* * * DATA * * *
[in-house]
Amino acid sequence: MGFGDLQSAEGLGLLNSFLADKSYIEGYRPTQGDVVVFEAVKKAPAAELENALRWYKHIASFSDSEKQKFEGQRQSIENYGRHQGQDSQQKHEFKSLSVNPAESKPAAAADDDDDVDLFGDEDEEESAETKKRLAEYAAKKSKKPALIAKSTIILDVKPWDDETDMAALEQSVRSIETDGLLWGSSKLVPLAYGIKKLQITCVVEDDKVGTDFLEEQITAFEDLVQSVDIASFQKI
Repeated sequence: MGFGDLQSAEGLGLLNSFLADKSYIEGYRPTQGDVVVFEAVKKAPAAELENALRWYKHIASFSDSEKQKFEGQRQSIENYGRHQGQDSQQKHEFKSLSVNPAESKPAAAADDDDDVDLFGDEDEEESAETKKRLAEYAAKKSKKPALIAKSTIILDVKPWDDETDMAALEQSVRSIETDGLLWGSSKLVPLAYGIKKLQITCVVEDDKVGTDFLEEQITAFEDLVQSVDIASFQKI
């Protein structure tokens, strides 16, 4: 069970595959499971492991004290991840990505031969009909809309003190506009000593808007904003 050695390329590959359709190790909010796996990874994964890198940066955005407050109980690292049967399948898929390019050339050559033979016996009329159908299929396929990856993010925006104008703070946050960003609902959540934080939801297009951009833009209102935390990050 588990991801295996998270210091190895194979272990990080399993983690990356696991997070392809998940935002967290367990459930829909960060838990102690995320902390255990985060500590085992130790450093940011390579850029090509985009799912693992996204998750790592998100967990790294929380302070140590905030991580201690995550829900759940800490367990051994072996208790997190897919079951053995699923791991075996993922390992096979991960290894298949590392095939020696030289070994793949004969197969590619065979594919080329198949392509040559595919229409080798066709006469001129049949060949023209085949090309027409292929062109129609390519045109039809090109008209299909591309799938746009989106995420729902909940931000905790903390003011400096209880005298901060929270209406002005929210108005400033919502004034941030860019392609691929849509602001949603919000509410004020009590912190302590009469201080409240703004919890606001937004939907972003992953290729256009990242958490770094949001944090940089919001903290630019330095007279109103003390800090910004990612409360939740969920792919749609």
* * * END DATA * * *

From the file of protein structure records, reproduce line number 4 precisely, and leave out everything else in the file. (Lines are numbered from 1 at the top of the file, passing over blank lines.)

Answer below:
């Protein structure tokens, strides 16, 4: 069970595959499971492991004290991840990505031969009909809309003190506009000593808007904003 050695390329590959359709190790909010796996990874994964890198940066955005407050109980690292049967399948898929390019050339050559033979016996009329159908299929396929990856993010925006104008703070946050960003609902959540934080939801297009951009833009209102935390990050 588990991801295996998270210091190895194979272990990080399993983690990356696991997070392809998940935002967290367990459930829909960060838990102690995320902390255990985060500590085992130790450093940011390579850029090509985009799912693992996204998750790592998100967990790294929380302070140590905030991580201690995550829900759940800490367990051994072996208790997190897919079951053995699923791991075996993922390992096979991960290894298949590392095939020696030289070994793949004969197969590619065979594919080329198949392509040559595919229409080798066709006469001129049949060949023209085949090309027409292929062109129609390519045109039809090109008209299909591309799938746009989106995420729902909940931000905790903390003011400096209880005298901060929270209406002005929210108005400033919502004034941030860019392609691929849509602001949603919000509410004020009590912190302590009469201080409240703004919890606001937004939907972003992953290729256009990242958490770094949001944090940089919001903290630019330095007279109103003390800090910004990612409360939740969920792919749609």